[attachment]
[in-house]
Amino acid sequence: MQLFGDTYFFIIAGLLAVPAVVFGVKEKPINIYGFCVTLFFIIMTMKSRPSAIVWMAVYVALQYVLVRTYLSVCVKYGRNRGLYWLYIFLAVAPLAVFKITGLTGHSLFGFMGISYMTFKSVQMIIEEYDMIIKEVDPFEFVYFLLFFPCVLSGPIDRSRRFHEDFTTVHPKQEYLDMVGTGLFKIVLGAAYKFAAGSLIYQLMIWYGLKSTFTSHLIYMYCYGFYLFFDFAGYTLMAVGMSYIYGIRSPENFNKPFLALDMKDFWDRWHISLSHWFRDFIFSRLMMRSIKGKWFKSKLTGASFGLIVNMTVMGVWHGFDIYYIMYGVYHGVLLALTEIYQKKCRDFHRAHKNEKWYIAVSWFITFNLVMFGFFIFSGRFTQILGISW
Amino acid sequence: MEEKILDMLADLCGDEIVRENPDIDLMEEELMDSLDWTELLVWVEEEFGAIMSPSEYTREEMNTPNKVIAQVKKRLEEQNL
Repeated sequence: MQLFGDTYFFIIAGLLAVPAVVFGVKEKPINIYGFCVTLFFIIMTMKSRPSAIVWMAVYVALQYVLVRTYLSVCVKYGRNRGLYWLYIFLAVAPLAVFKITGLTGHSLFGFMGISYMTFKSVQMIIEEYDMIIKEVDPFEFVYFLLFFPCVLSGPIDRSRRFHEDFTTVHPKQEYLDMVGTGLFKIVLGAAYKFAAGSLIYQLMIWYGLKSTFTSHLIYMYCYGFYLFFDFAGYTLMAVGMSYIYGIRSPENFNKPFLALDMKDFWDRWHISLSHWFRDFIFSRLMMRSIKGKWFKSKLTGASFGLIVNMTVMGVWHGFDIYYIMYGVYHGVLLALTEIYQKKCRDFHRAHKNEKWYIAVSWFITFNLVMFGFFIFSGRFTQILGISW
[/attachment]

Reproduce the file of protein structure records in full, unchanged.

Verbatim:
[in-house]
Amino acid sequence: MQLFGDTYFFIIAGLLAVPAVVFGVKEKPINIYGFCVTLFFIIMTMKSRPSAIVWMAVYVALQYVLVRTYLSVCVKYGRNRGLYWLYIFLAVAPLAVFKITGLTGHSLFGFMGISYMTFKSVQMIIEEYDMIIKEVDPFEFVYFLLFFPCVLSGPIDRSRRFHEDFTTVHPKQEYLDMVGTGLFKIVLGAAYKFAAGSLIYQLMIWYGLKSTFTSHLIYMYCYGFYLFFDFAGYTLMAVGMSYIYGIRSPENFNKPFLALDMKDFWDRWHISLSHWFRDFIFSRLMMRSIKGKWFKSKLTGASFGLIVNMTVMGVWHGFDIYYIMYGVYHGVLLALTEIYQKKCRDFHRAHKNEKWYIAVSWFITFNLVMFGFFIFSGRFTQILGISW
Amino acid sequence: MEEKILDMLADLCGDEIVRENPDIDLMEEELMDSLDWTELLVWVEEEFGAIMSPSEYTREEMNTPNKVIAQVKKRLEEQNL
Repeated sequence: MQLFGDTYFFIIAGLLAVPAVVFGVKEKPINIYGFCVTLFFIIMTMKSRPSAIVWMAVYVALQYVLVRTYLSVCVKYGRNRGLYWLYIFLAVAPLAVFKITGLTGHSLFGFMGISYMTFKSVQMIIEEYDMIIKEVDPFEFVYFLLFFPCVLSGPIDRSRRFHEDFTTVHPKQEYLDMVGTGLFKIVLGAAYKFAAGSLIYQLMIWYGLKSTFTSHLIYMYCYGFYLFFDFAGYTLMAVGMSYIYGIRSPENFNKPFLALDMKDFWDRWHISLSHWFRDFIFSRLMMRSIKGKWFKSKLTGASFGLIVNMTVMGVWHGFDIYYIMYGVYHGVLLALTEIYQKKCRDFHRAHKNEKWYIAVSWFITFNLVMFGFFIFSGRFTQILGISW